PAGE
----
Soccer is the world’s sport. The World Cup is more popular than the Olympics, and the final is watched by more than a billion people the world over.

But the only way I’m gonna put my money into a soccer team is if there is one change to the rules.

Americans will never take soccer seriously, until there is an end to players rolling around on the field, like they’ve been tazered, every time they’re touched by a player from the opposing team.

What a bunch of fucking pussies!

Back in 2014, there was a hockey player who had a heart attack on the bench, survived, and wanted to get back out on the ice.

I’m serious. His name is Rich Peverley, and he was playing for the Dallas Stars. Google it if you don’t believe me. How fucking tough is that? The fucker had a fucking heart attack, and wanted to get back out on the ice.

Back in 1999, another hockey player, a goalie for the Buffalo Sabres, Clint Malarchuk, had his throat slit by a skate.

The blood started gushing. It squirted 5 feet.

He lived to tell the tale.

He said he was sure he was going to die. And he said he felt no pain. He had his throat slit, and felt no pain. Soccer players act like they’ve been trampled underfoot, by stampeding bulls, every time someone steps on their toes!

This is what Malarchuk wrote in The Player’s Journal about the incident.

‘First, I thought about something I’d been told, going all the way back to peewee:

If you get hurt, don’t lay there on the ice like a weakling. Get up and go. Get yourself off that ice. Show that you’re tough.’

The piece Malarchuk wrote for The Player’s Journal opens with him describing an attempt to kill himself, nine years later.

He was drunk. He’d downed a couple dozen beers. He put a rifle under his chin, and pulled the trigger.

‘The bullet traveled up through my jaw, knocked out a couple of teeth, ricocheted through my nasal passages, and then kept on going until it got stuck in my skull. Somehow, I never lost consciousness.’

Now, here’s how fucking tough Clint Malarchuk is. He says, ‘I never felt a bit of pain.’

He had his throat slit and didn’t feel any pain.

He shot himself in the head, and didn’t feel any pain.

Hockey players are tough motherfuckers!

Soccer players? Soccer players are pansies.

You would think that grown men would be ashamed of themselves for flailing around on the grass like they’ve just been gut shot.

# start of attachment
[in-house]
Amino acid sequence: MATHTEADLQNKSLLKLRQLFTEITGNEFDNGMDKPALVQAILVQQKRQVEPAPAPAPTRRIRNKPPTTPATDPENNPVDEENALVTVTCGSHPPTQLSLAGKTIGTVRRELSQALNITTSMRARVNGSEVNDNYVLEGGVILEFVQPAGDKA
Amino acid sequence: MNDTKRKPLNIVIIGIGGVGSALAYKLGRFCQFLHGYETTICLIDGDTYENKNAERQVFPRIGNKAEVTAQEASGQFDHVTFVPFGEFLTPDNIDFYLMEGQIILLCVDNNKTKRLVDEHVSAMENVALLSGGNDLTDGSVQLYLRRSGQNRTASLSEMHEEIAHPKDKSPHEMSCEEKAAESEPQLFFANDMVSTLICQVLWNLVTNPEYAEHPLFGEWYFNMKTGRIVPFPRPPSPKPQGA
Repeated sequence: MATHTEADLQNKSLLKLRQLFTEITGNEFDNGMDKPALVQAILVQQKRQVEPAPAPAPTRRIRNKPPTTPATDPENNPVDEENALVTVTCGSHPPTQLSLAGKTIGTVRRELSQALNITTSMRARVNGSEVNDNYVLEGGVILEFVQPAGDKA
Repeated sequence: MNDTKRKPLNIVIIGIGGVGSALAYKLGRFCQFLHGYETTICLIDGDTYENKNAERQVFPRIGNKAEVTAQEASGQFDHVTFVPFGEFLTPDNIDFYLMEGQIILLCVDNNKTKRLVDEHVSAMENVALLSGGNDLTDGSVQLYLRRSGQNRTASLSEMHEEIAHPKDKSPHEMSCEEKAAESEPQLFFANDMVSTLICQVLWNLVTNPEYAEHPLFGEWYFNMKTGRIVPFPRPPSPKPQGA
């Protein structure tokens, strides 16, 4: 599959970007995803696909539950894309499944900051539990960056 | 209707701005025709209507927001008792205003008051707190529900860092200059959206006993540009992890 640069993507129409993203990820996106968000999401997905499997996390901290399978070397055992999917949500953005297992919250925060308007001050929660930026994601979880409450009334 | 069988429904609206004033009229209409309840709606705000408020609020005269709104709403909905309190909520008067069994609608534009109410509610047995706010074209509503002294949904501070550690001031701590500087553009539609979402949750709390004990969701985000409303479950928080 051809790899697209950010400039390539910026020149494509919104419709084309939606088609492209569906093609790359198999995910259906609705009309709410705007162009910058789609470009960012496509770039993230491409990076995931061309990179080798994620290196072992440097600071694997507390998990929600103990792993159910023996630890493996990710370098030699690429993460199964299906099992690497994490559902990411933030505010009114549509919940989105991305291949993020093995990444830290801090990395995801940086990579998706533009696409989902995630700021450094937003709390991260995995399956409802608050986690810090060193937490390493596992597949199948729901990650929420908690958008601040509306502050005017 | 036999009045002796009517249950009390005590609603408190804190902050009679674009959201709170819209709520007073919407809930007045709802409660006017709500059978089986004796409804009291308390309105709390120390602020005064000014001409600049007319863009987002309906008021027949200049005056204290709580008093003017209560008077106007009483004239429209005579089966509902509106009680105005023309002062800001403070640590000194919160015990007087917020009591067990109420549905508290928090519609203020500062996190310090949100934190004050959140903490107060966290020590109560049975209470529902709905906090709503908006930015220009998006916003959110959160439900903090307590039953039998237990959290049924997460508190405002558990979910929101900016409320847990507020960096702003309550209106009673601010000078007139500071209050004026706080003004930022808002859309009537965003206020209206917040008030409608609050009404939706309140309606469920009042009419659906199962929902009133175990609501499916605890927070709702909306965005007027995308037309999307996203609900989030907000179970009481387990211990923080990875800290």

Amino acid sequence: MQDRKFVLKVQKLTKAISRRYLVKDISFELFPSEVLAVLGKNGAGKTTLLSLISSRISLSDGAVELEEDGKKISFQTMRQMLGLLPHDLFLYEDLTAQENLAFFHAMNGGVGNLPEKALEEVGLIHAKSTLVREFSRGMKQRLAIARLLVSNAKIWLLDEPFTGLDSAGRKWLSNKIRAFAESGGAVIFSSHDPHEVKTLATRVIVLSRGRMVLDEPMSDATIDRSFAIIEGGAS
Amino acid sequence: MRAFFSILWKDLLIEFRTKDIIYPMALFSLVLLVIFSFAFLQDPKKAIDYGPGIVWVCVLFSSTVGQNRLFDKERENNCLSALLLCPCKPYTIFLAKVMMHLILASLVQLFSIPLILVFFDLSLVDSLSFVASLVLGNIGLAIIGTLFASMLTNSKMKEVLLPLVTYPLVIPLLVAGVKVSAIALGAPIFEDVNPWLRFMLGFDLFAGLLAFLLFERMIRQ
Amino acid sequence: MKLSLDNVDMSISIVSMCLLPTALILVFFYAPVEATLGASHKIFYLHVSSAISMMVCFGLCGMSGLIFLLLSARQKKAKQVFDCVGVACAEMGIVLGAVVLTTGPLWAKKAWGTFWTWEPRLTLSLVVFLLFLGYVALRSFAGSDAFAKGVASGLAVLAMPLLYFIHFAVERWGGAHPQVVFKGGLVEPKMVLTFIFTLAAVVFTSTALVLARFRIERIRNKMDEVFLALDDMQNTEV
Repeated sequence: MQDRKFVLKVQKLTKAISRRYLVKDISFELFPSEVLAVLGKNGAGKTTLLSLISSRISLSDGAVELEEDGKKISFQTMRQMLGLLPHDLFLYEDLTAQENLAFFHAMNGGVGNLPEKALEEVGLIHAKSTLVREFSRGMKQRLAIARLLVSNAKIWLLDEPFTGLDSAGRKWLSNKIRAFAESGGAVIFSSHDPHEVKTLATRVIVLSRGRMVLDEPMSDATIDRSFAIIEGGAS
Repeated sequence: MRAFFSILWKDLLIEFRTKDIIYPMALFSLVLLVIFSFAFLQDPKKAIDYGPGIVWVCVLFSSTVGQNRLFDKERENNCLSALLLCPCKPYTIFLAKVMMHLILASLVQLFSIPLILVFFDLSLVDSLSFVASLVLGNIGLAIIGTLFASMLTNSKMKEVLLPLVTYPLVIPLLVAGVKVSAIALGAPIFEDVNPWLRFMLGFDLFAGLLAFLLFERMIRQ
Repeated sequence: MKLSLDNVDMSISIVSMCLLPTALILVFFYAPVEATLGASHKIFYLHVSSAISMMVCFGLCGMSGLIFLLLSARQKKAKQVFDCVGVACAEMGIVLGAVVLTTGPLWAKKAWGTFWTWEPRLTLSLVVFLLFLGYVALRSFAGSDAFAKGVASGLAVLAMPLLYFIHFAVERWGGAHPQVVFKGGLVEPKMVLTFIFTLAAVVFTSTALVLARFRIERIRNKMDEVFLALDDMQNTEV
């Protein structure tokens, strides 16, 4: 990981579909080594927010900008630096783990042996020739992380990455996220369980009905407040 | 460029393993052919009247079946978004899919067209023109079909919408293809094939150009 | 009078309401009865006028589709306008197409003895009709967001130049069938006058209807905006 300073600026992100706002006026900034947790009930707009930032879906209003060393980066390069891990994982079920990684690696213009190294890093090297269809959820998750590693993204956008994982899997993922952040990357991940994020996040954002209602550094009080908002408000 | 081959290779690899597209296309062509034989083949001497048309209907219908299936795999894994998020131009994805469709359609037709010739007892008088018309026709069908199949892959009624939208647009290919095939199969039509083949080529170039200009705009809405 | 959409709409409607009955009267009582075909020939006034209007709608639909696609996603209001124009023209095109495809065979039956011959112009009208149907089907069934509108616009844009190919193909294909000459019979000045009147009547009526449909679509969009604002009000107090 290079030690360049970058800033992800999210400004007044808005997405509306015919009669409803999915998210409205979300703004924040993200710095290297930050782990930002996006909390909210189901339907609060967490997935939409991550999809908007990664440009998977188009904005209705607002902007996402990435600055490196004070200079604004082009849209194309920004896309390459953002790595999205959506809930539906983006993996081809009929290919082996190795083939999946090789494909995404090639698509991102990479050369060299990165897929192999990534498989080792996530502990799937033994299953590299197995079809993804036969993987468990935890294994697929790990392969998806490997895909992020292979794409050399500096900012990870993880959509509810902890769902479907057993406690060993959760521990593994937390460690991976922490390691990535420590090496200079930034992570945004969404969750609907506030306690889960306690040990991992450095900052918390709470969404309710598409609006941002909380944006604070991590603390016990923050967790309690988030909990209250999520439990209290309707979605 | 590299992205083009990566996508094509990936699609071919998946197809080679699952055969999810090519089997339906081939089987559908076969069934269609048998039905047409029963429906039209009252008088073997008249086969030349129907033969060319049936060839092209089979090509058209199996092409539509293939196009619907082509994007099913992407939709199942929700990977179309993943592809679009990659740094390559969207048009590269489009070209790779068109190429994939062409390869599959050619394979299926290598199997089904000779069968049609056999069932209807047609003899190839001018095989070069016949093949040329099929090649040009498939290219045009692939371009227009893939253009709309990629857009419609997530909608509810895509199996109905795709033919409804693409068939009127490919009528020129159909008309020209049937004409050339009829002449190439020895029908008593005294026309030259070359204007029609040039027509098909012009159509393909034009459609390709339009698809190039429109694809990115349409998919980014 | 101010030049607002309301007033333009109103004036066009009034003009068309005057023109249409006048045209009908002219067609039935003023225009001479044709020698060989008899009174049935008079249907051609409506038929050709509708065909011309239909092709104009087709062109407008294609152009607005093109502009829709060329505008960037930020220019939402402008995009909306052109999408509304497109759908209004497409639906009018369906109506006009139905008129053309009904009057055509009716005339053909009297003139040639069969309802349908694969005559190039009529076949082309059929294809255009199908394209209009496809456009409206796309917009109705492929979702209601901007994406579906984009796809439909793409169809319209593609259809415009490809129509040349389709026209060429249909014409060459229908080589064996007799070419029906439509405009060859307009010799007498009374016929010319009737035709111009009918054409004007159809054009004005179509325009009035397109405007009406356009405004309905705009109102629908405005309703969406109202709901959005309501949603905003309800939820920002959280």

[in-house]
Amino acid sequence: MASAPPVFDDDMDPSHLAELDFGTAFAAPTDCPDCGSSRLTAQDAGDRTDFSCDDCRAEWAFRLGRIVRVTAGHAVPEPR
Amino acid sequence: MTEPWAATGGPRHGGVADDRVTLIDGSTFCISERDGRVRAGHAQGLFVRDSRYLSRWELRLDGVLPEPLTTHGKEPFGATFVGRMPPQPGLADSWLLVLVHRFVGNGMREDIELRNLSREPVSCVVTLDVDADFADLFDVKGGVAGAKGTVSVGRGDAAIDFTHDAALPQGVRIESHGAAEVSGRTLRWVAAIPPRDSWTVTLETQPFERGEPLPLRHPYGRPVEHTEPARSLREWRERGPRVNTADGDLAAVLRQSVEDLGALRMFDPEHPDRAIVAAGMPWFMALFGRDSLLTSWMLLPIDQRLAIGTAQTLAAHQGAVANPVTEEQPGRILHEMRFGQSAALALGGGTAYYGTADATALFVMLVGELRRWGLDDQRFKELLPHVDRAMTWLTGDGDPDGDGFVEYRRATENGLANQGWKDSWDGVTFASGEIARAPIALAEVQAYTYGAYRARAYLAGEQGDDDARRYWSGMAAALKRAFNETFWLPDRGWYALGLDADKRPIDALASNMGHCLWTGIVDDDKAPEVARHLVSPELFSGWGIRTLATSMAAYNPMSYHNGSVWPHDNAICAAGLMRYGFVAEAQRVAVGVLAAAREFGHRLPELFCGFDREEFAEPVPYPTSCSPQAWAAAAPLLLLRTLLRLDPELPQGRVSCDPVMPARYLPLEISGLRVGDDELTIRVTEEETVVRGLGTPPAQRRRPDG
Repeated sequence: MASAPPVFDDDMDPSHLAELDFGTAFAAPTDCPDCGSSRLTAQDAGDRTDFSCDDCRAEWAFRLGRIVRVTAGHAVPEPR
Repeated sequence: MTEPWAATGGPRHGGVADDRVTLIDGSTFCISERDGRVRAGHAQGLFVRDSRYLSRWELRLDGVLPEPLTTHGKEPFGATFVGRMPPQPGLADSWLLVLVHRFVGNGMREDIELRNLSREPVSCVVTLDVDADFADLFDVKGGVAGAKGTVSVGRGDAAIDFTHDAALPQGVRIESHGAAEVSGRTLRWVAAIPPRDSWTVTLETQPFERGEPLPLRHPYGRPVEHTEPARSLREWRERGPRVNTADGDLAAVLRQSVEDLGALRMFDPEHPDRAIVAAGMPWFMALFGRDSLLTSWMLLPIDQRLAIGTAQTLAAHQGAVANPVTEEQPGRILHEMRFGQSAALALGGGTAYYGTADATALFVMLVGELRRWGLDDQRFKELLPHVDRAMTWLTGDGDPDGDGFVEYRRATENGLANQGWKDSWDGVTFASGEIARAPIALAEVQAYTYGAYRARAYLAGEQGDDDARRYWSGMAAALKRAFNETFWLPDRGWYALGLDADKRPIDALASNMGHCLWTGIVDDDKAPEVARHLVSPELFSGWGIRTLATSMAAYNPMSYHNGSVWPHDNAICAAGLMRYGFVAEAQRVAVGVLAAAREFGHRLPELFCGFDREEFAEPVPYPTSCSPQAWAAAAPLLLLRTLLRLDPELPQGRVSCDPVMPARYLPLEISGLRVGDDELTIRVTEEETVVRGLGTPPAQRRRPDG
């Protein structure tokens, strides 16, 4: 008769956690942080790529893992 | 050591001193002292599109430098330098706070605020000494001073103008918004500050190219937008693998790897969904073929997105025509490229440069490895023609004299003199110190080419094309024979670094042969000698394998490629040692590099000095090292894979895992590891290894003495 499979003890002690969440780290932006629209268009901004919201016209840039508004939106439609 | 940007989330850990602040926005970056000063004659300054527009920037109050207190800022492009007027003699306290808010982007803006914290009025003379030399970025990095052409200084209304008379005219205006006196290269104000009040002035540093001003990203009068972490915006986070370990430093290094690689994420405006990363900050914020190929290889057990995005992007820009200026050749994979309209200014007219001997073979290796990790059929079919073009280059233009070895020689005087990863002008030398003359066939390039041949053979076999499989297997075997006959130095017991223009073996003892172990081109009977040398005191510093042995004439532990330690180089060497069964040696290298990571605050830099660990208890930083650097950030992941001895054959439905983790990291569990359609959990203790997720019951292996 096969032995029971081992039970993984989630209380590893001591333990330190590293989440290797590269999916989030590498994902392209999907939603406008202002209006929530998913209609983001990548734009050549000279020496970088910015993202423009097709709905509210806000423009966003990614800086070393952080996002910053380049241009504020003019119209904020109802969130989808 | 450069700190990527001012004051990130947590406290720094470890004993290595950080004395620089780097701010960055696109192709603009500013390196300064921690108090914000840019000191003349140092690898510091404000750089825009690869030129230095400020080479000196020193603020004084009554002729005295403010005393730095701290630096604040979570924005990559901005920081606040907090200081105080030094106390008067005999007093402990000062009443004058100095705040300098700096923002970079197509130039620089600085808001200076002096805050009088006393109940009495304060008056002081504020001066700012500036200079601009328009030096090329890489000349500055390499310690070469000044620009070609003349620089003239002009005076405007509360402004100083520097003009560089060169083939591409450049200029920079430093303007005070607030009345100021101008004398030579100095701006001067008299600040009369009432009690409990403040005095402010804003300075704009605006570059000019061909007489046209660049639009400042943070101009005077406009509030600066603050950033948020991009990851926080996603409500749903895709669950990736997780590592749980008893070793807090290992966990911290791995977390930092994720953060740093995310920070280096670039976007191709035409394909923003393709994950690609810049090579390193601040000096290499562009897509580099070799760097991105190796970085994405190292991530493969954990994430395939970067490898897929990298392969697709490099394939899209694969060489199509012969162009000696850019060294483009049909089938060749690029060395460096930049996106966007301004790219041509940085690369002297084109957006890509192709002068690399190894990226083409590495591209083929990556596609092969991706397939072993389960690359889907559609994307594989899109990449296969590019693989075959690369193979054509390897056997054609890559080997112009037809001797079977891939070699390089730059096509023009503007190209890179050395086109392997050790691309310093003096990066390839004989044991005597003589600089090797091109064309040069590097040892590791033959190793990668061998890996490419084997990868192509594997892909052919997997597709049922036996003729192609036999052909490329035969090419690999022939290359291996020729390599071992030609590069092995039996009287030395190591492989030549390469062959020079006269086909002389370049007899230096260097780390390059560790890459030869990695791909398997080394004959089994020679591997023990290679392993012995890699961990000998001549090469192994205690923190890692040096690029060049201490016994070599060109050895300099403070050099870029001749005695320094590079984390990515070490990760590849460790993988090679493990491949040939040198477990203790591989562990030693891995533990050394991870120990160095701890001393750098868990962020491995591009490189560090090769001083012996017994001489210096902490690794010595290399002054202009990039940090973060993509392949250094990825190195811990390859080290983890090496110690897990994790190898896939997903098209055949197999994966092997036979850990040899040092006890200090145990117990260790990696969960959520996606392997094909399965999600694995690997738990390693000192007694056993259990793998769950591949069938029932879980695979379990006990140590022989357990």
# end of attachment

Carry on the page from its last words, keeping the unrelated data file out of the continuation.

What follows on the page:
Or head shot.

But, no.

They absolutely insist on trying to fake injuries, until the ref penalizes the guy who sneezed at them.

And that’s why the beautiful game will never be big time in America.

America does not like pansy athletes.

But, I have a solution.

First of all, all soccer teams should be coached by hockey players.

I don’t give a fuck if they don’t know anything about soccer.

So long as they can get those prima donnas to cut the dramatics, they are far superior to any qualified soccer coach.

But here’s the kicker.

Here’s how you get those shameless pantywaists to act like men.

Make all those pussies start the game wearing skirts. I’m talking micro-mini skirts.

And, whenever they get caught pretending that they’ve been tazered, make them strip off their skirts, and play the rest of the game in their HELLO KITTY! Panties!

And if the fucker does it again, let the other team gangbang him, rigt there on the field. Let ‘em go double anal on their puckered, little, grunge pussies, which have been hot waxed by the pretty boys who didn’t make the cut for Latino boy bands. Let them pound away on him until he’s leaking man chowder from his grunge pussy for a month.

Let the cheerleaders strap on, and ride him like a bitch.

Hell, let everyone who bought a ticket come down, and stick something is his pussy ass.

Sodomize him with a hockey stick!

A baseball bat!

Is there anyone, anywhere – male, female, queer, strait, or other – who doesn’t wanna see Ronaldo squealing like a pig, tears streaming down his pretty face?

That’ll fill the stands, put the ratings through the roof, and make me a whole lotta money money money!




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100 a




When Matt Murray exited the Valhalla, with a lot to think about, and Jared Staal by his side, the brothers three made their way back to the dining room, where they found the gang of four waiting for a call from Margot.

Curious as to what was so pressing that it commanded the attention of the Staals for more than two hours – on a travel day, no less – Stephen asked, “What’s the big hockey news, guys?”

Eric answered, “Apparently, Pierre McGuire is gonna be announced as the Habs’ Head of Hockey Operations, in a couple hours.”